Melinda Wittstock: Yeah, you got to sell at the height. You got to sell when you still love it. That's really kind of a mind–I was going to be really rude there–but-
Diana House: I have no issue with being rude but yeah, maybe if you do 13. So there's a great book called Early Exits and I do encourage anyone who is even thinking about maybe they would want to sell sometime in the future, they should read this book because you should often start the seal process much earlier than you think. Working with someone amazing like Steve Little or another business broker, is a great idea because they really help you prepare your business or sale.
Melinda Wittstock: Yeah. That's interesting too because it's actually even very, very, at the very early stages, particularly for a tech company because the technology and all the systems, everything is moving so fast in our world right now. What's valuable right now may not be soon so your window to sell is probably much, much earlier. There was something that Steve from Zero Limits said to me, which I thought was fascinating.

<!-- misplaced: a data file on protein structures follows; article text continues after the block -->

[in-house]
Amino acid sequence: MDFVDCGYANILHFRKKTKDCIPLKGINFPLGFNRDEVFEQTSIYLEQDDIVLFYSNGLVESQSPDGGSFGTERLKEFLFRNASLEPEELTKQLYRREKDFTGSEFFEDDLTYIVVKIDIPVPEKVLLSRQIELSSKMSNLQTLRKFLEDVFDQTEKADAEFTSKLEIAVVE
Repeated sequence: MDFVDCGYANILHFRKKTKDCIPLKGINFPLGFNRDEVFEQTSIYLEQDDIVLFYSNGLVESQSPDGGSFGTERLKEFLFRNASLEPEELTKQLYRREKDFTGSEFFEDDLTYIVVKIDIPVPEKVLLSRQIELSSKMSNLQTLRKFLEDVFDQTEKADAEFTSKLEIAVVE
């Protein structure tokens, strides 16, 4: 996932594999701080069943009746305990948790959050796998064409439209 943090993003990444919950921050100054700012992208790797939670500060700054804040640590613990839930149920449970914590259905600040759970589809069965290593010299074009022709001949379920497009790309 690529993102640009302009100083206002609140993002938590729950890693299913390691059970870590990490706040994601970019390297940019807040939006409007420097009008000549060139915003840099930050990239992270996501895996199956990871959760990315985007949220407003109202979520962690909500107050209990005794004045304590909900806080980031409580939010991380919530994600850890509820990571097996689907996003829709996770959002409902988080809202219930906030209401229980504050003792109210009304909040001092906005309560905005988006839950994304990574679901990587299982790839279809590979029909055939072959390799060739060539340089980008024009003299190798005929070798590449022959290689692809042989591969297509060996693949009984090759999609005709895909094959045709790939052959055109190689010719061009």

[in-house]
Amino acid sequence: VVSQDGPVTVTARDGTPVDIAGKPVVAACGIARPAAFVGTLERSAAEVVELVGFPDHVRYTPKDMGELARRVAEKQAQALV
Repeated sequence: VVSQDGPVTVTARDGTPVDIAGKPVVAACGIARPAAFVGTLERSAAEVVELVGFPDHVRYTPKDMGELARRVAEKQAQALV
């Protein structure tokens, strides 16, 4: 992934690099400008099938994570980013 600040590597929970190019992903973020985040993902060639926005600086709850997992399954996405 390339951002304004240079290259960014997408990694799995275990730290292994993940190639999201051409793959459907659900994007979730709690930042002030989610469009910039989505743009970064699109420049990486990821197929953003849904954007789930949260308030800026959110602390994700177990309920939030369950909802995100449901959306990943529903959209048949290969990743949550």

I think this was maybe his talk at Mastermind Talks as well. Where, as a founder in a business, say for instance you own 90% of it, or 100% of it, or 95% of it and you can sell it for say, 10 million dollars two years in, okay, that's awesome. Or you could raise a whole bunch of money for it, introduce all kinds of risk, and keep raising money, keep raising money until you get diluted down so you maybe own like 2%, or 5%, or maybe if you're lucky, 40%. At the end of ten years, you'll get a check for the same amount of money.
Diana House: Right. Exactly.
Melinda Wittstock: It's like, “Wait a minute.”
Diana House: There's many paths.